Critique me jumping - The Horse Forum

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post #1 of 58 Old 12-24-2011, 09:44 PM Thread Starter
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Critique me jumping

Here are some videos of me schooling some jumps. Im riding a 7 year old thoroughbred he's still green. Please critique me, and you can critique the horse too, but he isn't mine.

Http://www.youtube.com/watch?v=XgPI8DNaXjg&feature=youtube_gdata_player

Http://www.youtube.com/watch?v=937pUGE314o&feature=youtube_gdata_player
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Last edited by ErikaLynn; 12-24-2011 at 09:46 PM.
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post #2 of 58 Old 12-24-2011, 09:45 PM Thread Starter
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post #3 of 58 Old 12-25-2011, 08:42 PM
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I wont critique the horse.
As for you:
- Work on calming your body down
- Leg position (no stirrups! Make it stay where it needs to be)
- Calm your hands down. (Elbows close to your sides, thumbs on top) I noticed in a few places that you overuse your hands where you could use leg or seat instead. Keep them low and close to the horses neck
- Sit on your bum, shoulders back! I also noticed in a few places you hover in half seat or sit really far back and pull.

Looks like you're on the right track! :)
Anyone feel free to correct my critique since I don't do this too often.

Silver Serenade
2002 TB Gelding

Last edited by UnrealJumper; 12-25-2011 at 08:45 PM.
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post #4 of 58 Old 12-26-2011, 12:07 AM Thread Starter
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Thank you. Yeah, I kind of need to sit and pull him because he's pretty quick and it takes a lot to slow him down. You'll pull to slow him down, and then after like 20 pulls he'll decide to slow down. We're working on that, he's actually starting to understand when I say whoa it means slow down.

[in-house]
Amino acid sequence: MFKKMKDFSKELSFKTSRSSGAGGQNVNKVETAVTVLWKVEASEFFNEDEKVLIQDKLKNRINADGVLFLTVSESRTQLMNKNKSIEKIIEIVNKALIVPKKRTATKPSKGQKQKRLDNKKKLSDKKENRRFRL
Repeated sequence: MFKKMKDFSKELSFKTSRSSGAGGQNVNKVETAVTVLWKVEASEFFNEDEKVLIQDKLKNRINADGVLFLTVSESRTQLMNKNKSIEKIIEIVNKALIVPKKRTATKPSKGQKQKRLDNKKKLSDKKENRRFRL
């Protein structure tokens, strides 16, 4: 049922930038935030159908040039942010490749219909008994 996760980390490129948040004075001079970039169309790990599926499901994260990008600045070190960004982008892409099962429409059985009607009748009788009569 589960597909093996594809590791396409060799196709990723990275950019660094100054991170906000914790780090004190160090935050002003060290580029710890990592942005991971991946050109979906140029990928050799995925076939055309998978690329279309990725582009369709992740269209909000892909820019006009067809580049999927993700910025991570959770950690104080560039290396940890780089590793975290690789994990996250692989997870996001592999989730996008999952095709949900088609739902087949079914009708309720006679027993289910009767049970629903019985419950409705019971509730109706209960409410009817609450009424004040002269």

Thanks again.
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post #5 of 58 Old 12-26-2011, 12:18 AM
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Originally Posted by ErikaLynn View Post
Thank you. Yeah, I kind of need to sit and pull him because he's pretty quick and it takes a lot to slow him down. You'll pull to slow him down, and then after like 20 pulls he'll decide to slow down. We're working on that, he's actually starting to understand when I say whoa it means slow down.

Thanks again.
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I think you did really good, especially being on a green horse! Did you ride in a double bridle?

It would help him (and you!!) so much to learn about half halts.. there were a few spots where I saw he was kind of just going without being completely ready for the jump or the corner or the change of rein.

Also keeping your seat in during the canter on the flat parts. I know it must be hard, especially him just going and going.

Seriously though, I was very impressed with how you handled things. I would've not be nearly as organized
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post #6 of 58 Old 12-26-2011, 01:53 AM Thread Starter
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Originally Posted by Skyseternalangel View Post
I think you did really good, especially being on a green horse! Did you ride in a double bridle?

It would help him (and you!!) so much to learn about half halts.. there were a few spots where I saw he was kind of just going without being completely ready for the jump or the corner or the change of rein.

Also keeping your seat in during the canter on the flat parts. I know it must be hard, especially him just going and going.

Seriously though, I was very impressed with how you handled things. I would've not be nearly as organized
Thank you for saying such nice things.